As for the study of philosophy, in the typical academic sense of the word, I cannot say that it brought me directly to belief. I was not persuaded of God’s existence by Plato, Aristotle, or St. Thomas Aquinas. My conscience, will, and imagination were largely unprepared to give them a fair hearing.
There were glimpses of truth, to be sure: the study of mathematics, for instance, made me marvel at the intelligibility of the world, and reflect on the notion of a supreme intelligence behind all things. But my Nietzschean irrationalism always seemed to win out.
My purpose here is not to recount my conversion, so I will not try to explain how that irrationalism gave way to a more explicit openness to truth. But I do find it interesting to ask, in retrospect: How was I seeking God, in my studies, even while I looked down on faith and disavowed any interest in God?
Although I claimed to be uninterested in the “question of God,” I had an intense philosophical interest in certain existential questions about humanity – which are also, in the final estimation, religious questions. I was in fact quite interested in the question of God, though I lacked the conceptual structure to realize it.
Instead, I fixated on questions like these:
Is the idea of “social progress” – and really, all our great ideals – simply a fig-leaf over the ultimate tragedy of human existence? Is the human situation actually hopeless, despite whatever good we may accomplish on our way to death? Can anything really make up for the irrevocable evils of this world?
Can it even be said that human life is truly, objectively “good”? Or is that only our way of rationalizing the irrational choice to keep living at all costs? Indeed, should we even keep living? If so – why? Beyond some “instinctual” desire (which is not always necessarily present!), what actually justifies it?
And what of “good and evil”? Are they, at bottom, just names for purely arbitrary or utilitarian human preferences, which collide and clash throughout history with no more ultimate meaning than the cascade of debris in an avalanche? If so, why do we experience them in quite another way? If not, what are they?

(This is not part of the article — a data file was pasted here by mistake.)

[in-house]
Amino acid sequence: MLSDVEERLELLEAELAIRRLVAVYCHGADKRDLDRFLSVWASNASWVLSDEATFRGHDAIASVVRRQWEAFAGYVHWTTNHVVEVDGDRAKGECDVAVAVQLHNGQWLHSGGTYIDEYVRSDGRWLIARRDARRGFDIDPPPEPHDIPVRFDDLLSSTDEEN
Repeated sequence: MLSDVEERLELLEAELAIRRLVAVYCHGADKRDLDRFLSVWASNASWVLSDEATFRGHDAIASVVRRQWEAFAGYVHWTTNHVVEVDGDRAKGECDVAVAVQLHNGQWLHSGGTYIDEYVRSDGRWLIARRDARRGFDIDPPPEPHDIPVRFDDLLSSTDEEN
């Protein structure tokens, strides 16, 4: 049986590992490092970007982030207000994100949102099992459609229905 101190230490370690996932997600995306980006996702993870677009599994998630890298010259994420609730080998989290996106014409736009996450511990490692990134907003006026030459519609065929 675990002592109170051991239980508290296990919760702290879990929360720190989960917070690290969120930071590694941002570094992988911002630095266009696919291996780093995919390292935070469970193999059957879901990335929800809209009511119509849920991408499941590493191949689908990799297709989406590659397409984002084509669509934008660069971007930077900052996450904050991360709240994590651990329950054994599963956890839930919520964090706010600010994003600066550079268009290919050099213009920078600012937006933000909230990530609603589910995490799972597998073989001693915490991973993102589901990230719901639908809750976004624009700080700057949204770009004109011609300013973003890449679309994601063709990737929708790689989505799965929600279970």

God awakened my conscience, and prepared my will, through these perplexities. In my existential questioning, I sought God without realizing it – groping toward him in darkness, as St. Paul’s imagery in Acts suggests. I suspect the same is true for many people who find themselves beset by such difficulties.
The questions that drove me are universal, even if they are not always articulated. Likewise, the grace by which I could pose these questions – and desire real answers – is equally universal, though expressed in different ways. Our capacity for truth shows that God is with us, and for us, even despite ourselves.
So I do not get overly anxious, when I see news reports about a generation of young people supposedly abandoning religion. That phenomenon is real, and must be addressed. But I know, from experience, that God is closer to them than they realize. “He is not far from each one of us.”
Many people feel no connection to religion as they know it. Yet God’s grace is the hidden factor driving their deep questions; spurring many of their joys and hopes; bringing good from their griefs and anxieties. In this way, he orients and leads us – consciously or unconsciously – toward an encounter with the Truth.